The Invisible Man (1933)

One of the screen’s most popular character actors, Claude Rains, sprung to stardom after making his US film debut without showing his face until the picture’s end. Universal had gone through 14 script treatments and several directors in their efforts to add H.G. Wells’ novel to the list of horror classics they brought to the screen. Not surprisingly, name actors like Boris Karloff had turned the role down because they didn’t want to make a film in which they were barely seen. When James Whale came on board as director, he knew he needed an actor with an expressive voice and impeccable upper-class diction. He found his actor by accident when he heard Claude Rains’ screen test played in a nearby room, then had to fight to get Universal to cast an unknown. Writers R.C. Sherriff and Philip Wylie had to dig up a copy of Wells’ novel at a secondhand bookstore, as there were no copies on the studio lot, and they were so impressed by the original they stuck to it closely, only adding a love interest (Gloria Stuart) and beefing up Rains’ insanity as he embarks on an invisible reign of terror. The combination of horror and Whales’ trademark dark wit produced a classic, inspiring sequels and imitations for decades to come.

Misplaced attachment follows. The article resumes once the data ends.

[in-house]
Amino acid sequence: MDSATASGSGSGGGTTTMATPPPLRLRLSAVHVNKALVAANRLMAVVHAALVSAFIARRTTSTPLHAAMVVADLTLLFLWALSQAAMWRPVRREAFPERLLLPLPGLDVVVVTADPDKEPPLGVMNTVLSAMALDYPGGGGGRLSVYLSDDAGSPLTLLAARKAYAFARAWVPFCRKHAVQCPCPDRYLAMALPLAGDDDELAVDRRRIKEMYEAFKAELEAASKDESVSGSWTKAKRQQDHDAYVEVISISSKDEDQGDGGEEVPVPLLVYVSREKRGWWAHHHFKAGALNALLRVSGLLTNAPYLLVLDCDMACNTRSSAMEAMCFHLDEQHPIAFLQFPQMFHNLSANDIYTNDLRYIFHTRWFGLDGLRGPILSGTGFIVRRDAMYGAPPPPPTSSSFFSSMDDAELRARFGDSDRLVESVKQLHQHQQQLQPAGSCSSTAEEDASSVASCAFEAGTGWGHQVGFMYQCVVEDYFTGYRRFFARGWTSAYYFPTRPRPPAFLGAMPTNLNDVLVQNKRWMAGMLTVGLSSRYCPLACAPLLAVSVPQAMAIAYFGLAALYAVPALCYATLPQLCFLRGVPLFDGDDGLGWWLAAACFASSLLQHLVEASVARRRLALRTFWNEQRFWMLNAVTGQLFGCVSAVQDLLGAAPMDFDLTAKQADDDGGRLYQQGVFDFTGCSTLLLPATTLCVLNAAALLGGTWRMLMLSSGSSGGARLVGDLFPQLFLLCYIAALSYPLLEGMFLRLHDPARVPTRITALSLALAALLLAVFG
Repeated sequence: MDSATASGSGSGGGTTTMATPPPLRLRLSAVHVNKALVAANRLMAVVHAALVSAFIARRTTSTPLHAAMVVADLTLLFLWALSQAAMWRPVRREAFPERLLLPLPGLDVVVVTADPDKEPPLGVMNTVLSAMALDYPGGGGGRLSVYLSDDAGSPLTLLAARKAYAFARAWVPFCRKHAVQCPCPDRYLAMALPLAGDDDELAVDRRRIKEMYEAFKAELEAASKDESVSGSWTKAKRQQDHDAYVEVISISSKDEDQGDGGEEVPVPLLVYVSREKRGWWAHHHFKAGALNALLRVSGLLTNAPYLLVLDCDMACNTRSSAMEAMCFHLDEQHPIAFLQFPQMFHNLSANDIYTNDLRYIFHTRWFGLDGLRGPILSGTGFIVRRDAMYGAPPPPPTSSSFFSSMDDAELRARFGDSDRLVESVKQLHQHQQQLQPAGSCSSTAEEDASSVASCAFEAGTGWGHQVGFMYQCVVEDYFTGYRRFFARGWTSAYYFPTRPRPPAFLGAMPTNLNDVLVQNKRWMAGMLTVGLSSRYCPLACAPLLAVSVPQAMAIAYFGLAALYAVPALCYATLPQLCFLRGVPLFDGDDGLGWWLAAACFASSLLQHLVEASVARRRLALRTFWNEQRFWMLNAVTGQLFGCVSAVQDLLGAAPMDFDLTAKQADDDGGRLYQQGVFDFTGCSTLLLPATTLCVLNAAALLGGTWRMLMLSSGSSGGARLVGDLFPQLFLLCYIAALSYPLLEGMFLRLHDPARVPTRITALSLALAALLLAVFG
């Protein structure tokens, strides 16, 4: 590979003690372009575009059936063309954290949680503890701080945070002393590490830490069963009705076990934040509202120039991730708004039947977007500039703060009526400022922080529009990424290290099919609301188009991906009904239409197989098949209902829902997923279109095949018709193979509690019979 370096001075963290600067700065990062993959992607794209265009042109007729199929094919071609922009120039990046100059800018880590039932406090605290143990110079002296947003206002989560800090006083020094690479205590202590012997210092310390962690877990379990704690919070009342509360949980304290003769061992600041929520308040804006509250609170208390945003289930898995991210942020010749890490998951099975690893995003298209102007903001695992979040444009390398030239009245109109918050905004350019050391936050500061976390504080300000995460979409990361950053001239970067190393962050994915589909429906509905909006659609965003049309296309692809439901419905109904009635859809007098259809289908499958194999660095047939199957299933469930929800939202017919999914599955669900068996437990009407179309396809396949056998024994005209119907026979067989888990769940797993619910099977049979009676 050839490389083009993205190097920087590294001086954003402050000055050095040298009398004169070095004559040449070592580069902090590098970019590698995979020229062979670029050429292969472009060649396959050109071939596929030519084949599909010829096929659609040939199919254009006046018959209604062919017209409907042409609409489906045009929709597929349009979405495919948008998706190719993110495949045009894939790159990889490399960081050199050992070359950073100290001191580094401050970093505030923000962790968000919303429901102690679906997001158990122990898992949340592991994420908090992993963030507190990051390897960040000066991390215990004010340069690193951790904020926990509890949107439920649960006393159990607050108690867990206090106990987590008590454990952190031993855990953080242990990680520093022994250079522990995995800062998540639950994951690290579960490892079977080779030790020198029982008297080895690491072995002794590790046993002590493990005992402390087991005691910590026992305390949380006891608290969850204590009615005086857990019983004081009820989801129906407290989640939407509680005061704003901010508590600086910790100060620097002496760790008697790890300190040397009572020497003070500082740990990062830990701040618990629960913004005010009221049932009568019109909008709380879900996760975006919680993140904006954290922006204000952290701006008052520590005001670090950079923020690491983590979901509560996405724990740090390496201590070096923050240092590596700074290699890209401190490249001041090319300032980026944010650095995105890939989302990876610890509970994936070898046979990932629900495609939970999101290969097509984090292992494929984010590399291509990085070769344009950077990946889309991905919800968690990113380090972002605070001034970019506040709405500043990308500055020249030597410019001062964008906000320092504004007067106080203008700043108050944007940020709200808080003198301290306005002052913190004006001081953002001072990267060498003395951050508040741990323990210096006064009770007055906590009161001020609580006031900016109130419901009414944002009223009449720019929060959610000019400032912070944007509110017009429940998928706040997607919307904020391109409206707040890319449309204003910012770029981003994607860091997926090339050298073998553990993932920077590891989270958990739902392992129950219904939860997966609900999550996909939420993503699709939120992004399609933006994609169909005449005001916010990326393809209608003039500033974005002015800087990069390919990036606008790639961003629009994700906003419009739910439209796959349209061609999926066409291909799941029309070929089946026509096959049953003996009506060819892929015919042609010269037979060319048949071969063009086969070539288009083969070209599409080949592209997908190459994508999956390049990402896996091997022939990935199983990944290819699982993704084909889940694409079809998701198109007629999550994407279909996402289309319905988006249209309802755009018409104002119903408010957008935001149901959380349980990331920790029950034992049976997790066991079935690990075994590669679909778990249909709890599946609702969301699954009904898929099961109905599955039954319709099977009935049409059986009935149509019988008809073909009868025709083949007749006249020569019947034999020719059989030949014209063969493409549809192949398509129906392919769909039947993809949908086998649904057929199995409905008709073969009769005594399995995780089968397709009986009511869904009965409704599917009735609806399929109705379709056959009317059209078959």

(d. James Whale, 71 m, 35mm)

In attendance: Gregg Kilday